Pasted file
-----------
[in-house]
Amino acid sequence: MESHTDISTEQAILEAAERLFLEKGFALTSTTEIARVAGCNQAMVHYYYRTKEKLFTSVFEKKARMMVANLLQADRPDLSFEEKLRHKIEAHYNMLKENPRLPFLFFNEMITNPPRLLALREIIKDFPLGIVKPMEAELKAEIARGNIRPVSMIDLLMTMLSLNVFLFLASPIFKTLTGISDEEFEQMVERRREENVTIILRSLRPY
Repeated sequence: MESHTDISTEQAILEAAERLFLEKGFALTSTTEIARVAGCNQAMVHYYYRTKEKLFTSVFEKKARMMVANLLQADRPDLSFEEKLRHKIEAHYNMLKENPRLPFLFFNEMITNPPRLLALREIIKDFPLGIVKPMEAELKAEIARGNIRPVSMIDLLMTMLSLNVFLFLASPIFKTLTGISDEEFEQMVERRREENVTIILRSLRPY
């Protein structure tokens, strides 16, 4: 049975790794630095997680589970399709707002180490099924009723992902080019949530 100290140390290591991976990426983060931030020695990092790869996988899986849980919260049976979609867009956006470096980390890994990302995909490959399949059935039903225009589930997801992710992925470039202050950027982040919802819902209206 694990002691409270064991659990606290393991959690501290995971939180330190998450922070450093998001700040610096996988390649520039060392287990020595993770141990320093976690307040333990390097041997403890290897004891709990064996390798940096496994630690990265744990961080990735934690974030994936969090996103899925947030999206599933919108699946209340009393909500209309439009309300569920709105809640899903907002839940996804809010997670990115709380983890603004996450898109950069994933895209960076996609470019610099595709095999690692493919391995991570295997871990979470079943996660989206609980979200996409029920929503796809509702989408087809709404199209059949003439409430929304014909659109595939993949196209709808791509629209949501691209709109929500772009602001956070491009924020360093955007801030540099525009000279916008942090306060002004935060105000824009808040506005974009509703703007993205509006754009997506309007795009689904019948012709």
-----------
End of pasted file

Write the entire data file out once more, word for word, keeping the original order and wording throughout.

[in-house]
Amino acid sequence: MESHTDISTEQAILEAAERLFLEKGFALTSTTEIARVAGCNQAMVHYYYRTKEKLFTSVFEKKARMMVANLLQADRPDLSFEEKLRHKIEAHYNMLKENPRLPFLFFNEMITNPPRLLALREIIKDFPLGIVKPMEAELKAEIARGNIRPVSMIDLLMTMLSLNVFLFLASPIFKTLTGISDEEFEQMVERRREENVTIILRSLRPY
Repeated sequence: MESHTDISTEQAILEAAERLFLEKGFALTSTTEIARVAGCNQAMVHYYYRTKEKLFTSVFEKKARMMVANLLQADRPDLSFEEKLRHKIEAHYNMLKENPRLPFLFFNEMITNPPRLLALREIIKDFPLGIVKPMEAELKAEIARGNIRPVSMIDLLMTMLSLNVFLFLASPIFKTLTGISDEEFEQMVERRREENVTIILRSLRPY
């Protein structure tokens, strides 16, 4: 049975790794630095997680589970399709707002180490099924009723992902080019949530 100290140390290591991976990426983060931030020695990092790869996988899986849980919260049976979609867009956006470096980390890994990302995909490959399949059935039903225009589930997801992710992925470039202050950027982040919802819902209206 694990002691409270064991659990606290393991959690501290995971939180330190998450922070450093998001700040610096996988390649520039060392287990020595993770141990320093976690307040333990390097041997403890290897004891709990064996390798940096496994630690990265744990961080990735934690974030994936969090996103899925947030999206599933919108699946209340009393909500209309439009309300569920709105809640899903907002839940996804809010997670990115709380983890603004996450898109950069994933895209960076996609470019610099595709095999690692493919391995991570295997871990979470079943996660989206609980979200996409029920929503796809509702989408087809709404199209059949003439409430929304014909659109595939993949196209709808791509629209949501691209709109929500772009602001956070491009924020360093955007801030540099525009000279916008942090306060002004935060105000824009808040506005974009509703703007993205509006754009997506309007795009689904019948012709």